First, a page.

Kentler Celebrates 25: Advisory Board Selects

November 13 – December 13, 2015
Opening Reception
November 13, 2015
Curated By
Mariella Bisson, Meridith McNeal, Camille Ann Brewer, Rafael Bueno, Andrea Callard, Beth Caspar, Karni Dorell, Gail Flanery, Rachel Nackman, Susan Newmark, Nene Humphrey, Charlotta Kotik, Nancy Manter, Mercedes Vicente
Sunny Balzano, John Buchanan, Beth Caspar, Phillip Chen, Karni Dorell, Judith Egger, Anne Gilman, Tadashi Hashimoto, Molly Heron, Mary Judge, Tatana Kellner, Rejin Leys, Bettina Magi, Florence Neal, Margaret Neill, Janet Neuhauser, Bill Nogosek, Beverly Ress, Martin Reyna, Viviane Rombaldi Seppey, Teri Slotkin, Jane South, Monika Weiss, Martin Zet
Related event
Curators' Talk: Kentler Celebrates 25

About the exhibition

KENTLER CELEBRATES 25  Advisory Board Selects

25th Anniversary Exhibition curated by the Kentler Advisory Board
Curators' Talk: December 5, 2015

The artists Florence Neal and Scott Pfaffman founded Kentler International Drawing Space in 1990 in the waterfront neighborhood of Red Hook, Brooklyn. When they first encountered 353 Van Brunt Street in 1984, it was a dilapidated building, empty and in ruins but with solid bones. This year Kentler celebrates over 210 exhibitions, more than 2,000 works on paper in the Kentler Flatfiles, and a quarter century of activity and impact.

In her 25 years as Kentler’s executive director and chief curator, Neal has gathered around the space a loyal and active community of curious people, who come to Kentler to explore the practice of drawing in its many forms. Organized by the 14 artists and curators who comprise Kentler’s advisory board, Kentler Celebrates 25: Advisory Board Selects highlights a diverse body of work by some of the many artists who’ve shaped Kentler’s story. In its broad-ranging artistic vision, the exhibition is a testament to this unique space, to its remarkable leader, and to the diversity of its supporters.

Neal moved to New York City from Georgia in 1977. She arrived to find a city grappling with epidemics of crime, poverty, and addiction – and an art world alive with the ingenuity and camaraderie bred by difficult circumstances. Artists were finding space to live and to work where they could. Neal first settled with friends in a loft on Water Street in DUMBO, where she worked a day job doing graphic design and devoted the rest of her time to making art and showing her sculptures, paintings, prints, and drawings as part of a number of artist-run cooperatives.

In 1984 Pfaffman saw an ad on a bulletin board for 4 buildings for sale in Red Hook, available through the New York City Housing Program, a city initiative through the Department of Housing and Preservation. This innovative program enabled artists to bid on vacant city-owned properties through a written proposal process. The city hoped that repurposing these dormant buildings as artists’ live/work spaces would attract cultural producers to disintegrating neighborhoods, counteracting urban blight.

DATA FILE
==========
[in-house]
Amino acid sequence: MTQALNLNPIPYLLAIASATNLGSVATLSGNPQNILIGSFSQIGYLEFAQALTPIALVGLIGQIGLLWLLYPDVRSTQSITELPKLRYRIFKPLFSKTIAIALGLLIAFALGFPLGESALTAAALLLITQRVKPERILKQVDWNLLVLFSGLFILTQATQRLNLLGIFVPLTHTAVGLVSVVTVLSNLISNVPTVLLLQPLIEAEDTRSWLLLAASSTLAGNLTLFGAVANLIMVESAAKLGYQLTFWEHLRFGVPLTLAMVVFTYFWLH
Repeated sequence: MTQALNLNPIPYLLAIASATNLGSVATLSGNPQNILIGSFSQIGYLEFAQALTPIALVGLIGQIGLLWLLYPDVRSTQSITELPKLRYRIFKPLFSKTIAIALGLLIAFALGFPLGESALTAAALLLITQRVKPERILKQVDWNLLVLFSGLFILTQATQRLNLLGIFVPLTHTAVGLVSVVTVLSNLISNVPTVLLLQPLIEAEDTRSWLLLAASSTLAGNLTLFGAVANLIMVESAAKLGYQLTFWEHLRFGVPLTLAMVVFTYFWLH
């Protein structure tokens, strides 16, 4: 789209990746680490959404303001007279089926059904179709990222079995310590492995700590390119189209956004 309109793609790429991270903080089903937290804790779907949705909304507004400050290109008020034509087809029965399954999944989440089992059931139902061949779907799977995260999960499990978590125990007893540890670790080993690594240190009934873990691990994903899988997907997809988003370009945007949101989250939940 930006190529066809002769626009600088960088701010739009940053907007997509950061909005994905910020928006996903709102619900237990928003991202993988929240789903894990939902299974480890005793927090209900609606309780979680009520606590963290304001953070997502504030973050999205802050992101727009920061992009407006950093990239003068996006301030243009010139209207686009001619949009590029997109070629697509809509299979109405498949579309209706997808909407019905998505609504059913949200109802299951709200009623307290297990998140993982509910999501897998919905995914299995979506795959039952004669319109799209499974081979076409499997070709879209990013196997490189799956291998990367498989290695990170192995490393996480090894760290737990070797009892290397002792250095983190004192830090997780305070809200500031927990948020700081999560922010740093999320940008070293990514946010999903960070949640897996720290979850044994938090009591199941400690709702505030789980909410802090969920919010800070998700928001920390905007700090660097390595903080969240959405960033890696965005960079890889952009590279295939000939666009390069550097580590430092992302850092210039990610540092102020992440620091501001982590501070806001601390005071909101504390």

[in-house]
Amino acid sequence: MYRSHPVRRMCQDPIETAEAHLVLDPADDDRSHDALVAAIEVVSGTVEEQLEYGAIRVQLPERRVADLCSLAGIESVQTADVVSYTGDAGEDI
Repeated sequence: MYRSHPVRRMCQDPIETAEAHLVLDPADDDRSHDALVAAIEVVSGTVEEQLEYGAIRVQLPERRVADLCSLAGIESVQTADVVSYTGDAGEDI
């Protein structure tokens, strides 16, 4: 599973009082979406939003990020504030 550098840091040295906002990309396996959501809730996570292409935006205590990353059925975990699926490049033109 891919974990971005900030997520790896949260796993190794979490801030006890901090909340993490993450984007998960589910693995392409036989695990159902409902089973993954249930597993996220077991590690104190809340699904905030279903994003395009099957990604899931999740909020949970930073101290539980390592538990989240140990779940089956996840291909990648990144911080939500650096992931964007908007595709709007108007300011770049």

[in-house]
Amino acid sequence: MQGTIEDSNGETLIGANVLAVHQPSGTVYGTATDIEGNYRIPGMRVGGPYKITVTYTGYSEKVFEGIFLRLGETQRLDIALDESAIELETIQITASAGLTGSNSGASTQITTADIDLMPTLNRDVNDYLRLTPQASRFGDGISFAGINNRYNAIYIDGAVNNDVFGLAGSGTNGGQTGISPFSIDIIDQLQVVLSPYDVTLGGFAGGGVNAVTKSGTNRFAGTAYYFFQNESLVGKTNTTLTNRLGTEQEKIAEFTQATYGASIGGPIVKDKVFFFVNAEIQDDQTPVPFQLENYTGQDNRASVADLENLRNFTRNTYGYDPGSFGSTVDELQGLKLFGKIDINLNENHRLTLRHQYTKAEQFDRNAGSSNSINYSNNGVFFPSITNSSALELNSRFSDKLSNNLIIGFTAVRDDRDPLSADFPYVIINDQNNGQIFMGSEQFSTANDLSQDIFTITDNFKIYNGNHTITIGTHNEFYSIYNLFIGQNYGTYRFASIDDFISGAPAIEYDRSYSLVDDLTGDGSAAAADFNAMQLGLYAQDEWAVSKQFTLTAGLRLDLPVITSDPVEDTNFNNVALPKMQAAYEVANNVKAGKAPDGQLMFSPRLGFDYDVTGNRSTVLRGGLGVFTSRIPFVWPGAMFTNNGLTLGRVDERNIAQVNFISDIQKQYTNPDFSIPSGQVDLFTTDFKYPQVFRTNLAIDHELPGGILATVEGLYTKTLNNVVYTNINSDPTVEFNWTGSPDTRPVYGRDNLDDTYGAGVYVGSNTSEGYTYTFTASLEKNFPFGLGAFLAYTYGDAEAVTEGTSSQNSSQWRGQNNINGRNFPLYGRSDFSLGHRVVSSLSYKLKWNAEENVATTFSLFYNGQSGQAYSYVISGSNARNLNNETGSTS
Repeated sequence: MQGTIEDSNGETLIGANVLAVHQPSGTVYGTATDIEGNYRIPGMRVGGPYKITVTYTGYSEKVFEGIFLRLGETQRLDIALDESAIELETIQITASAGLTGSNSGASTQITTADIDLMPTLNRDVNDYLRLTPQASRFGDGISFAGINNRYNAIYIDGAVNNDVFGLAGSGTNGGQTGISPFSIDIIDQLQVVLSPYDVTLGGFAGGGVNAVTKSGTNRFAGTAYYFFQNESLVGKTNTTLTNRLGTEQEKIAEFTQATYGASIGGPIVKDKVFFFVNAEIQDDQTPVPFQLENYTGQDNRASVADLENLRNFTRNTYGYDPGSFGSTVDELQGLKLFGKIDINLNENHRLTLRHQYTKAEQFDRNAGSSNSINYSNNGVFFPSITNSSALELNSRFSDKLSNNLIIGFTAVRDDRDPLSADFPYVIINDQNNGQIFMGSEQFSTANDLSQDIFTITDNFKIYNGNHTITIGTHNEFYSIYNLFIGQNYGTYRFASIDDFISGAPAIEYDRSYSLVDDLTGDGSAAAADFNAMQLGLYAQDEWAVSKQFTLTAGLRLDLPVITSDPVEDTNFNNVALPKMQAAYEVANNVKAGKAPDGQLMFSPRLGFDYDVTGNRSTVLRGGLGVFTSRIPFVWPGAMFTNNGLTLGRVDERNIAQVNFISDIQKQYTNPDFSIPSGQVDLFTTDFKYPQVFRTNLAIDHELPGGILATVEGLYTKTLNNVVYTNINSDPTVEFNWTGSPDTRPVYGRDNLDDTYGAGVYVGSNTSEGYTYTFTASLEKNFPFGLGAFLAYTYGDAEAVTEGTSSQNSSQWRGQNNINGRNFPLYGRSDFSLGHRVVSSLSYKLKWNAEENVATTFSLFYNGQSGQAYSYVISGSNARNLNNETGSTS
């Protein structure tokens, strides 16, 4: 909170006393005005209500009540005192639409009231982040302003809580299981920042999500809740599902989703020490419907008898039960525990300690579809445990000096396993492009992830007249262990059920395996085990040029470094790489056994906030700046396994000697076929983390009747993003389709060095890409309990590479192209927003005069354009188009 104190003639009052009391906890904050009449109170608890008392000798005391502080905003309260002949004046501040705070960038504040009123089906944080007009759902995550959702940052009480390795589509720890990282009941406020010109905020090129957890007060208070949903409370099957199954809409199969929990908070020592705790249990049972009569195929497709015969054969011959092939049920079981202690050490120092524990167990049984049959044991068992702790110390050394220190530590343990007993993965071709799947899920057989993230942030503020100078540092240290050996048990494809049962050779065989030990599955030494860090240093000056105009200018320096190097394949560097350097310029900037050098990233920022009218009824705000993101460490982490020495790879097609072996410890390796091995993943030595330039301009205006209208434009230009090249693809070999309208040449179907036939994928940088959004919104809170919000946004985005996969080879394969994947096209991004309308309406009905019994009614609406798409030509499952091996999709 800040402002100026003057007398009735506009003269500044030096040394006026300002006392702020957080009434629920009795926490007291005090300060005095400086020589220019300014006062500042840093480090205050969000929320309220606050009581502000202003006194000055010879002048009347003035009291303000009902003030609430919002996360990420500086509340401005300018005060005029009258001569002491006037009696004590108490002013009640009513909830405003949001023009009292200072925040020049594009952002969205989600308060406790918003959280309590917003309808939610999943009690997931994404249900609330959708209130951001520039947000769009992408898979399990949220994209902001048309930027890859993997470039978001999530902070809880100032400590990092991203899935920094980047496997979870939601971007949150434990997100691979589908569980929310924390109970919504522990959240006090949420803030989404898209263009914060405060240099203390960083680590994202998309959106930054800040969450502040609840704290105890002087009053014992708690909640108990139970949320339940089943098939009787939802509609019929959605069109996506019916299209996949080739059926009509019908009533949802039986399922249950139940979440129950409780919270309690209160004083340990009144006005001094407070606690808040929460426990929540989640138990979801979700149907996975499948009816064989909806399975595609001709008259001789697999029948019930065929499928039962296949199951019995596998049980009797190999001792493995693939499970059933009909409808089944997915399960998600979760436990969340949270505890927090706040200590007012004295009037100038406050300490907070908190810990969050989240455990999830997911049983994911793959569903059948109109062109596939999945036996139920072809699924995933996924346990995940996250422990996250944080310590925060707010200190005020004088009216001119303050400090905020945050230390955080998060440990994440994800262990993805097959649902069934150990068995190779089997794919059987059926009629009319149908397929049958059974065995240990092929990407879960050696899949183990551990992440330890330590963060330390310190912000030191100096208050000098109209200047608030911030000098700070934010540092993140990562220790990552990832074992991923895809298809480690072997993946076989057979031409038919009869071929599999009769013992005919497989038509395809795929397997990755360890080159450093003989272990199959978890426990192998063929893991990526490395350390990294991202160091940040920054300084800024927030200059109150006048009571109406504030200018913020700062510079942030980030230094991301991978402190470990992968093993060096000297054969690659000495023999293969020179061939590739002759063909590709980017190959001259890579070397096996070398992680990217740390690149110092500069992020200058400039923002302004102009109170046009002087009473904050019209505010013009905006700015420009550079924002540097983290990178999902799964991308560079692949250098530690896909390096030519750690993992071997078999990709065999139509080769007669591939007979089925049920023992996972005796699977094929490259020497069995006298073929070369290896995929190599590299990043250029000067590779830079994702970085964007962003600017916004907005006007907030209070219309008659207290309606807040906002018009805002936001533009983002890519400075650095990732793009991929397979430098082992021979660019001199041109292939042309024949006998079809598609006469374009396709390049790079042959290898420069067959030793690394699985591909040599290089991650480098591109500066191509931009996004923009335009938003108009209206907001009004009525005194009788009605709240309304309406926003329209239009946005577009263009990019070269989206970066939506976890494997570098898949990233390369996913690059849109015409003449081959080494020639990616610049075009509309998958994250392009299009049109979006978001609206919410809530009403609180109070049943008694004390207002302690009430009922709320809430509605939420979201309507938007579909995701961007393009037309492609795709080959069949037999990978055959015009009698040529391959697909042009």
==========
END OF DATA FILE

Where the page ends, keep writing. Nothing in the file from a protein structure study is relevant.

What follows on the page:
The building on Van Brunt Street was over 100 years old when Neal and Pfaffman first saw it. Built in 1877, it was originally owned by William Kentler, a Prussian immigrant who ran a dry-goods business in the street-level storefront. Kentler was an influential member of the Red Hook community until his death in 1911, but after changing hands over several generations, by the 1970s the building was in the care of the city. When the artists bought 353 Van Brunt Street, Red Hook was an unlikely place to start an exhibition space. The neighborhood was neglected and dangerous, wounded by a once-booming waterfront shipping industry that had relocated to New Jersey, and cut off from easy access to public transportation. Yet Neal, the daughter of an architect who specialized in historical preservation, recognized in the Kentler building both its structural value and its deep connections to time and place. Perhaps she also saw in it the great possibility of the empty vessel, filled with the echoes of William Kentler’s efforts to establish himself.

To many in the community, the artists moving in on Van Brunt Street were a curious arrival. Kentler’s new owners had to face the simultaneous challenges of getting the building up to code – which took 6 years – and navigating the difficulty of the neighborhood. The struggle was both to prove to Red Hook residents that Kentler belonged there and to convince Kentler’s patrons to make the long trip to Red Hook.